Nigel has been in the regulated financial services industry for nearly a decade, has previously owned a financial brokerage and has written many times for sites relating to personal finance and trading.
If you’re looking for a user-friendly way to day trade the financial markets then CFDs, or ‘contracts for difference’ could be for you. Their popularity is partly based on how simple and versatile they are and the fact that they are ideal for short term trading strategies. Modern online broker platforms make trading with CFDs as easy as clicking a button and high-frequency traders can even use CFDs as part of their automated trading strategies. Here is a breakdown on the points covered in this article:
CFDs are an agreement between a broker and a trader. This is an agreement whereby both parties agree to pay each other the difference between what an asset is worth when a position in an asset is taken, and when it closes. The profit or loss on the trade is calculated using the trade entry and exit price points.
You can buy or sell a whole range of instruments including stocks, forex, cryptocurrencies, commodities and indices. You can build a whole portfolio of popular day trading instruments and trade in or out of them through the day.
The good news for high-frequency day traders is that there is one over-arching contract set up when the account is opened. That covers all the subsequent trades so traders can concentrate on their trading activity and trade positions just by clicking a button.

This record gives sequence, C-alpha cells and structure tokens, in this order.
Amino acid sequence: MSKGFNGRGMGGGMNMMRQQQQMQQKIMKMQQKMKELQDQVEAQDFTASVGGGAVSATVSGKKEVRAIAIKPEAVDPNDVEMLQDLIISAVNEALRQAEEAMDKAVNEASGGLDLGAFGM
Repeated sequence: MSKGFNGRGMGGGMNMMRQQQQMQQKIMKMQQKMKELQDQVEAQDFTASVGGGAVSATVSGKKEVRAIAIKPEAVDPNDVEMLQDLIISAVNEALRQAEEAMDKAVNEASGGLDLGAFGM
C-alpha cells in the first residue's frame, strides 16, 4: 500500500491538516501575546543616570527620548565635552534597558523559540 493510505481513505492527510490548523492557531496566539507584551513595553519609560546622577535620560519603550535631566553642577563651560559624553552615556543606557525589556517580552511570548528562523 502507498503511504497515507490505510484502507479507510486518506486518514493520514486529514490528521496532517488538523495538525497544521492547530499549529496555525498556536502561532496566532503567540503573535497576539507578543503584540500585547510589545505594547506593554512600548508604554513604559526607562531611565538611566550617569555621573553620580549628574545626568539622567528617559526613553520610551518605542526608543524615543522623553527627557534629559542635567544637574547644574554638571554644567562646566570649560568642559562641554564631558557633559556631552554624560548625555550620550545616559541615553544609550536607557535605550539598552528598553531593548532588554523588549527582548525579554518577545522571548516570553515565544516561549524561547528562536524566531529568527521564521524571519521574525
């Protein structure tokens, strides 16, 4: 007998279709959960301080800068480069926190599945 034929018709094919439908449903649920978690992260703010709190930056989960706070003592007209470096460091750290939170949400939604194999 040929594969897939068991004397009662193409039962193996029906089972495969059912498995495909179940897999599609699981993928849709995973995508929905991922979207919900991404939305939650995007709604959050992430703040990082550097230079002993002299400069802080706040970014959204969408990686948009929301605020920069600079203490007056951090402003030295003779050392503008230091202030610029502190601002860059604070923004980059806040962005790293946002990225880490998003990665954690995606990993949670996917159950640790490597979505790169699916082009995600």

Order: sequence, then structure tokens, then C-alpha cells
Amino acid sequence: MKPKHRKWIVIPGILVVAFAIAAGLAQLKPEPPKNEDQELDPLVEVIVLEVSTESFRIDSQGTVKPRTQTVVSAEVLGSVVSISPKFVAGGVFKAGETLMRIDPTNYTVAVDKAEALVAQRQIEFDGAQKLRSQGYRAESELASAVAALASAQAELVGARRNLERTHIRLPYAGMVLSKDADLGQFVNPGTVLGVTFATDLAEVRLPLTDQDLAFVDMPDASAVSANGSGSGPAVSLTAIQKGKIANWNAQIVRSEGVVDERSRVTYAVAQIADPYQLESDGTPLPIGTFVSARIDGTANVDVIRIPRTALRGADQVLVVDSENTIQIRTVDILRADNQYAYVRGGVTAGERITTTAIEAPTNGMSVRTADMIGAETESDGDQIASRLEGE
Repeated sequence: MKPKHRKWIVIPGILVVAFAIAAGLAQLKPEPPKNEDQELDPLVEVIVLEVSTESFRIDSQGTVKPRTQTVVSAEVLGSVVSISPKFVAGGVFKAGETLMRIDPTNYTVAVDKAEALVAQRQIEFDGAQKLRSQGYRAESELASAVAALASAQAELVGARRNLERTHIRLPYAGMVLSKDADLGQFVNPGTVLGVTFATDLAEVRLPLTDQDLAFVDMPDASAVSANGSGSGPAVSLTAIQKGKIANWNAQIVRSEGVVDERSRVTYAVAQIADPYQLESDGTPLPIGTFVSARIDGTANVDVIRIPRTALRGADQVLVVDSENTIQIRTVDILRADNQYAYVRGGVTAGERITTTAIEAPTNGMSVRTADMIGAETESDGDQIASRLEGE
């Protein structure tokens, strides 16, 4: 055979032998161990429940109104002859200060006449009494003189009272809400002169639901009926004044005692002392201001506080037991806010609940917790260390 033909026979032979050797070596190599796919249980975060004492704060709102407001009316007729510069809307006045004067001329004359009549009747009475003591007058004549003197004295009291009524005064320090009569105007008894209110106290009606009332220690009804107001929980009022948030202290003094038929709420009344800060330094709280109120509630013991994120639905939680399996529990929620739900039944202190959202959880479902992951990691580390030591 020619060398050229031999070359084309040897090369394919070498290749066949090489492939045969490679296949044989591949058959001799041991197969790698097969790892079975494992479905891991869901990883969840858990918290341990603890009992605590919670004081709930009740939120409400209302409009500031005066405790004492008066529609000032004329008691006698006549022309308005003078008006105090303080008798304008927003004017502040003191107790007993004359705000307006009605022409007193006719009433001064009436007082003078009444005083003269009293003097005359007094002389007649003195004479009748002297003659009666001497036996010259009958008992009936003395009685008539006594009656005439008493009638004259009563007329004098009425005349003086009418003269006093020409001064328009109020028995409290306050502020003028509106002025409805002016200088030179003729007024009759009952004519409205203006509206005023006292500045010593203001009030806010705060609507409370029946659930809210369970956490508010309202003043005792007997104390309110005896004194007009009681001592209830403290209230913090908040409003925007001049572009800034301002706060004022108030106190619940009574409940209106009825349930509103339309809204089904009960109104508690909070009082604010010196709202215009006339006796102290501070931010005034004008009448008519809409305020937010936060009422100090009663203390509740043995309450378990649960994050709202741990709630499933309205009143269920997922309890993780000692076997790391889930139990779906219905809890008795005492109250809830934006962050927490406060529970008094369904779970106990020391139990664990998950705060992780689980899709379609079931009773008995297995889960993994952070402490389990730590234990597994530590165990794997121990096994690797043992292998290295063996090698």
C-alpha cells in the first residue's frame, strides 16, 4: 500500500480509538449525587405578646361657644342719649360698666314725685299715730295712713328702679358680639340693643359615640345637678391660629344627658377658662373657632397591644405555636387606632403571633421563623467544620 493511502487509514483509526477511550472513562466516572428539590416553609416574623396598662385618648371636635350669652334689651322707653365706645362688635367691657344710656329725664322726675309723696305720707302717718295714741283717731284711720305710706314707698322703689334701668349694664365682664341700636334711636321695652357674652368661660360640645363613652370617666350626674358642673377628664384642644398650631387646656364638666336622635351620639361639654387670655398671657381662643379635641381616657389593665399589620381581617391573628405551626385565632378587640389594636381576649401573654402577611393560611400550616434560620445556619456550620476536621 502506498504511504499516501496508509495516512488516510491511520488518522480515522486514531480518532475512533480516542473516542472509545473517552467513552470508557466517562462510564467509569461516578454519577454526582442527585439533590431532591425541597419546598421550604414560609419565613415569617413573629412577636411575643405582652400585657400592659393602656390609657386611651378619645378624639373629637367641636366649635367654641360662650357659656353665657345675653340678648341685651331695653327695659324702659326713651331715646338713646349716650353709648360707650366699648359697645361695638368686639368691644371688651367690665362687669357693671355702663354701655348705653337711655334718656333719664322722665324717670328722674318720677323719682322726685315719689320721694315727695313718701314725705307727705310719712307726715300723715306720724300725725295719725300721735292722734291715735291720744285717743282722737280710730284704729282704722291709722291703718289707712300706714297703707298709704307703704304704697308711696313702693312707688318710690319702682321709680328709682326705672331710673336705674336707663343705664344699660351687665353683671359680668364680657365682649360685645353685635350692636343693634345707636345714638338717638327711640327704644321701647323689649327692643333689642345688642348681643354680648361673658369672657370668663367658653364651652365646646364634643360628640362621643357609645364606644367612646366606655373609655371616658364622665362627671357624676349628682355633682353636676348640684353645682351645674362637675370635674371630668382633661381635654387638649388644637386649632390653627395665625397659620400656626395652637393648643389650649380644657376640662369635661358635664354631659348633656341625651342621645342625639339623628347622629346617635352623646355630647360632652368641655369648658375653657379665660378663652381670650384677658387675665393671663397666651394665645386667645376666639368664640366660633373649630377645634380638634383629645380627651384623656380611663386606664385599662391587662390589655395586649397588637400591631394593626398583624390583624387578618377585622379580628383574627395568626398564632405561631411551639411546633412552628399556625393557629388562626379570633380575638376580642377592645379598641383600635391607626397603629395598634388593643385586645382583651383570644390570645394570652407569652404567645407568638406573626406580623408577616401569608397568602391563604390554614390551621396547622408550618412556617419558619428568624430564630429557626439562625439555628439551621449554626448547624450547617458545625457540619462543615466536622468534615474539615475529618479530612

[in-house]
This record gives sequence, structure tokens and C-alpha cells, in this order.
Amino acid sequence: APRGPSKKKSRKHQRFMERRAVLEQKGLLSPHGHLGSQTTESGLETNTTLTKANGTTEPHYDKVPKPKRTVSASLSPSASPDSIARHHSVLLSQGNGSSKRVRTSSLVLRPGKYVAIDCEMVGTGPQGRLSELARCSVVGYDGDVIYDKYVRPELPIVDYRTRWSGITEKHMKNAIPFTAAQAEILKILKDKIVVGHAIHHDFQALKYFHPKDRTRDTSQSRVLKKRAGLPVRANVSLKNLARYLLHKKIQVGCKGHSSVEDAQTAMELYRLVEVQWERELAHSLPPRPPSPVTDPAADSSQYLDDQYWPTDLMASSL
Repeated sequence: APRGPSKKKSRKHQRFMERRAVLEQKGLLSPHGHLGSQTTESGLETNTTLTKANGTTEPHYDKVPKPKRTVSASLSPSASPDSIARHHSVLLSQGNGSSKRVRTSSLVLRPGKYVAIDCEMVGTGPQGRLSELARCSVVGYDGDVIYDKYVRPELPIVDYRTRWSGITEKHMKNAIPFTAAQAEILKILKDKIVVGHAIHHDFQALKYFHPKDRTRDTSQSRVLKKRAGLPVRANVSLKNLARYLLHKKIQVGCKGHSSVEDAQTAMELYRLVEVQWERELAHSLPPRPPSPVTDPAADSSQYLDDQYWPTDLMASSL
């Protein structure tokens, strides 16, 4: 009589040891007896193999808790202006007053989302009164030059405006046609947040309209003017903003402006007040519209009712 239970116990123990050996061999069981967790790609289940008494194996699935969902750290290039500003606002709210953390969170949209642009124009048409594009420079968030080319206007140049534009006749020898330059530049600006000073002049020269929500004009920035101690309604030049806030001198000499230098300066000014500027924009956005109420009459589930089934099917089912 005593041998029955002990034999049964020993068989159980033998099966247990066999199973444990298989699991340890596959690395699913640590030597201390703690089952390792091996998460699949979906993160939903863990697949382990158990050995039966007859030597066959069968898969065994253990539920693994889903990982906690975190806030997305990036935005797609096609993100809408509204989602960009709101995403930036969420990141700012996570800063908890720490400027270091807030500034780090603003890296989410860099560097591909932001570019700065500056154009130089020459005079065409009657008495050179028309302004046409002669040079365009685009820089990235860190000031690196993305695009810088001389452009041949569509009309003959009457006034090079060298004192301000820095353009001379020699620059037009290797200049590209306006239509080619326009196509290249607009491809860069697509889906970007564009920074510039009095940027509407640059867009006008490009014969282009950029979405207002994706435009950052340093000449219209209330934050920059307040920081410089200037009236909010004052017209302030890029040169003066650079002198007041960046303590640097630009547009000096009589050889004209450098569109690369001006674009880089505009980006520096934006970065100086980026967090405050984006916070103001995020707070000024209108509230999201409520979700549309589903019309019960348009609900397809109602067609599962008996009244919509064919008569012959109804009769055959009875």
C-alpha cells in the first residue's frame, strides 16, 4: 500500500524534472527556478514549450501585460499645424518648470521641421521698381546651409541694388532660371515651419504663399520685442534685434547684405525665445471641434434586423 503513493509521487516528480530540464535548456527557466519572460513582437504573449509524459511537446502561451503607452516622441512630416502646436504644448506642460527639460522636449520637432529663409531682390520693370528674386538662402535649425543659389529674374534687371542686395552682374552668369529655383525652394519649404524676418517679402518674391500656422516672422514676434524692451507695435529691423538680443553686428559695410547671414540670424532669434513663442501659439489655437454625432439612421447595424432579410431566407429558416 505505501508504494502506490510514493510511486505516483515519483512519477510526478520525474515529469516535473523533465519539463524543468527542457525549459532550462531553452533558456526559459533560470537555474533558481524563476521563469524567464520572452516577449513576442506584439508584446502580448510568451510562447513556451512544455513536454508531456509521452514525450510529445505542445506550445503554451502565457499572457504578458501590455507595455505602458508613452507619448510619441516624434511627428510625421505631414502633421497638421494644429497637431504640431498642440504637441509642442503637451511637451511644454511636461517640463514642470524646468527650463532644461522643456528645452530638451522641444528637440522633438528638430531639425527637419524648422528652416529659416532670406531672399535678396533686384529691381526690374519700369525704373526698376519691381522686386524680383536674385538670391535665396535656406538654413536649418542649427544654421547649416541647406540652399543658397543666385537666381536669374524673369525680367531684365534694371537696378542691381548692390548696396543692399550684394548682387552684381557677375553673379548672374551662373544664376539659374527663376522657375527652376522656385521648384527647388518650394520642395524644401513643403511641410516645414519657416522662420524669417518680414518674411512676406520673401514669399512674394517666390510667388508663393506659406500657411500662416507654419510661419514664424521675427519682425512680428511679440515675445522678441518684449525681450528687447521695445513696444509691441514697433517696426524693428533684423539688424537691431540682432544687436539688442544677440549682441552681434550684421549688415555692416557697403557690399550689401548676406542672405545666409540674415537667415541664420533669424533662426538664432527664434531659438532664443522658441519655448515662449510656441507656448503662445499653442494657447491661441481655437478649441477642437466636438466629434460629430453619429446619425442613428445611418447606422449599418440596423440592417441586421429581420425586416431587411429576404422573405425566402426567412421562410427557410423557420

The good news is that the top-tier online brokers offer a comprehensive range of services to help your day trading.
There are news services, including in-house TV channels following the markets. Research & Analysis is constantly being updated and ‘The Day Ahead’ and ‘Trade of the Week’ style broker notes are also widely available.
With day traders working on short-term investment horizons, there is a need to keep the mechanisms of trading super-simple and CFDs do that. The process of booking a trade is just a case of accessing a trading screen, entering how much you want to trade, of what asset, and clicking a button to confirm ‘buy’ or ‘sell’.
If you think crude is cheap and want to buy oil, clicking the ‘buy’ button to see your account reflect an exchange of cash for a CFD position in oil.
The trade execution process is fairly universal, so most monitors will look the same across any brokers you use.
While the US stock market is open, the price of Apple will fluctuate. If you made the right choice and there turns out to be more buyers than sellers, then you’ll post a real-time profit. Get it wrong and you’ll report a loss.
Two really neat characteristics of stock CFDs need to be highlighted:
Day trading involves a relatively high frequency of getting into and out of positions. The process is made easy by online brokers that allow complete or partial closure of trades. The set-up is particularly user-friendly and you’ll usually find a button saying something along the lines of ‘close’ position.
Day traders often have a few positions on at the same time. As you close each CFD position, the difference between the opening and closing price will be established and shown as a realised profit. Your stock balance will return to zero and your cash balance will be initial investment + / – trading returns.